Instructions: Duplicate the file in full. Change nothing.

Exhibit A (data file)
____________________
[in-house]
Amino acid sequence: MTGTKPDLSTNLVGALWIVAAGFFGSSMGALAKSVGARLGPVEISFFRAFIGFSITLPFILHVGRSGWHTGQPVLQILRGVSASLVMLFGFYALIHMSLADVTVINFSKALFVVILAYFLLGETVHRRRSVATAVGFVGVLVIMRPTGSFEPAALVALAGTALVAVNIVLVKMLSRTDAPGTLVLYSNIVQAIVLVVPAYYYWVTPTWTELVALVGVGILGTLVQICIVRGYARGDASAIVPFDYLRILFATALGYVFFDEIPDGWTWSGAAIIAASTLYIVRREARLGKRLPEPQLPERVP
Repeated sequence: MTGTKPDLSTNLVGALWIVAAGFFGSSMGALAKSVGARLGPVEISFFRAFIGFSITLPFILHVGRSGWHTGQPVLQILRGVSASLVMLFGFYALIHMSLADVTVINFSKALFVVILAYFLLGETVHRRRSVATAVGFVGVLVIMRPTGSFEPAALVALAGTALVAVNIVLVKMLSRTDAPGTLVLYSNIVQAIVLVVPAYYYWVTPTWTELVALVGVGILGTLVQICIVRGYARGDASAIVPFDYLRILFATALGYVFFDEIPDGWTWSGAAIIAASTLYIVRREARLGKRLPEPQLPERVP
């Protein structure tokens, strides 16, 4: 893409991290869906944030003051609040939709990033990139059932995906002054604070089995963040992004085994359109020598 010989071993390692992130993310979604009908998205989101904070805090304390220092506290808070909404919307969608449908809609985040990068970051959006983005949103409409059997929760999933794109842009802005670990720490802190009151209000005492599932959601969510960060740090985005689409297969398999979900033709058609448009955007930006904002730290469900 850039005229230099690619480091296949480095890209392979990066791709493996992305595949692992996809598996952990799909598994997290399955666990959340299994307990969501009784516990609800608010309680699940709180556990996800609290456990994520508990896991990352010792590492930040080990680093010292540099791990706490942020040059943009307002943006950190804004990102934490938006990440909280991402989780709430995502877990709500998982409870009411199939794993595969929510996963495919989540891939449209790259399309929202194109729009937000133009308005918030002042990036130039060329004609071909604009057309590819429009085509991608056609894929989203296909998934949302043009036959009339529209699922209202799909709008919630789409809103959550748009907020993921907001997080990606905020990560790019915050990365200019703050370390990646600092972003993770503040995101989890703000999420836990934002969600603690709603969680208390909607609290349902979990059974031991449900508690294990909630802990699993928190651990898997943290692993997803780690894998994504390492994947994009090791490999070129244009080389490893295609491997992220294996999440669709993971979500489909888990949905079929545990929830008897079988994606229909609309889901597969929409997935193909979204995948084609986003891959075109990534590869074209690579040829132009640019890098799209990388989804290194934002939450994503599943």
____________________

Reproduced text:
[in-house]
Amino acid sequence: MTGTKPDLSTNLVGALWIVAAGFFGSSMGALAKSVGARLGPVEISFFRAFIGFSITLPFILHVGRSGWHTGQPVLQILRGVSASLVMLFGFYALIHMSLADVTVINFSKALFVVILAYFLLGETVHRRRSVATAVGFVGVLVIMRPTGSFEPAALVALAGTALVAVNIVLVKMLSRTDAPGTLVLYSNIVQAIVLVVPAYYYWVTPTWTELVALVGVGILGTLVQICIVRGYARGDASAIVPFDYLRILFATALGYVFFDEIPDGWTWSGAAIIAASTLYIVRREARLGKRLPEPQLPERVP
Repeated sequence: MTGTKPDLSTNLVGALWIVAAGFFGSSMGALAKSVGARLGPVEISFFRAFIGFSITLPFILHVGRSGWHTGQPVLQILRGVSASLVMLFGFYALIHMSLADVTVINFSKALFVVILAYFLLGETVHRRRSVATAVGFVGVLVIMRPTGSFEPAALVALAGTALVAVNIVLVKMLSRTDAPGTLVLYSNIVQAIVLVVPAYYYWVTPTWTELVALVGVGILGTLVQICIVRGYARGDASAIVPFDYLRILFATALGYVFFDEIPDGWTWSGAAIIAASTLYIVRREARLGKRLPEPQLPERVP
């Protein structure tokens, strides 16, 4: 893409991290869906944030003051609040939709990033990139059932995906002054604070089995963040992004085994359109020598 010989071993390692992130993310979604009908998205989101904070805090304390220092506290808070909404919307969608449908809609985040990068970051959006983005949103409409059997929760999933794109842009802005670990720490802190009151209000005492599932959601969510960060740090985005689409297969398999979900033709058609448009955007930006904002730290469900 850039005229230099690619480091296949480095890209392979990066791709493996992305595949692992996809598996952990799909598994997290399955666990959340299994307990969501009784516990609800608010309680699940709180556990996800609290456990994520508990896991990352010792590492930040080990680093010292540099791990706490942020040059943009307002943006950190804004990102934490938006990440909280991402989780709430995502877990709500998982409870009411199939794993595969929510996963495919989540891939449209790259399309929202194109729009937000133009308005918030002042990036130039060329004609071909604009057309590819429009085509991608056609894929989203296909998934949302043009036959009339529209699922209202799909709008919630789409809103959550748009907020993921907001997080990606905020990560790019915050990365200019703050370390990646600092972003993770503040995101989890703000999420836990934002969600603690709603969680208390909607609290349902979990059974031991449900508690294990909630802990699993928190651990898997943290692993997803780690894998994504390492994947994009090791490999070129244009080389490893295609491997992220294996999440669709993971979500489909888990949905079929545990929830008897079988994606229909609309889901597969929409997935193909979204995948084609986003891959075109990534590869074209690579040829132009640019890098799209990388989804290194934002939450994503599943």